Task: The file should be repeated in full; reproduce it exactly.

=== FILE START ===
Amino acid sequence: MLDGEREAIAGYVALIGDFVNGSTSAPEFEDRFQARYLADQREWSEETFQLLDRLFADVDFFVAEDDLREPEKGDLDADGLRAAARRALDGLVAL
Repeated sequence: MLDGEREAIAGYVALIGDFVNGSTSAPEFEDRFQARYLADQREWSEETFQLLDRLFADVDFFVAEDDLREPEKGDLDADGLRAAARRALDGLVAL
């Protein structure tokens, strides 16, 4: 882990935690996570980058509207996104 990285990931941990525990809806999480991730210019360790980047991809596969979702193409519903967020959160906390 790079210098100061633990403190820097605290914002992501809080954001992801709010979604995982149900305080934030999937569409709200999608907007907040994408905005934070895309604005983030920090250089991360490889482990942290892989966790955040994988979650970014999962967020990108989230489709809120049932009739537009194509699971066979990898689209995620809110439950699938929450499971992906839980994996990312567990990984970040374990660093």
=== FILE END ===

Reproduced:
Amino acid sequence: MLDGEREAIAGYVALIGDFVNGSTSAPEFEDRFQARYLADQREWSEETFQLLDRLFADVDFFVAEDDLREPEKGDLDADGLRAAARRALDGLVAL
Repeated sequence: MLDGEREAIAGYVALIGDFVNGSTSAPEFEDRFQARYLADQREWSEETFQLLDRLFADVDFFVAEDDLREPEKGDLDADGLRAAARRALDGLVAL
């Protein structure tokens, strides 16, 4: 882990935690996570980058509207996104 990285990931941990525990809806999480991730210019360790980047991809596969979702193409519903967020959160906390 790079210098100061633990403190820097605290914002992501809080954001992801709010979604995982149900305080934030999937569409709200999608907007907040994408905005934070895309604005983030920090250089991360490889482990942290892989966790955040994988979650970014999962967020990108989230489709809120049932009739537009194509699971066979990898689209995620809110439950699938929450499971992906839980994996990312567990990984970040374990660093």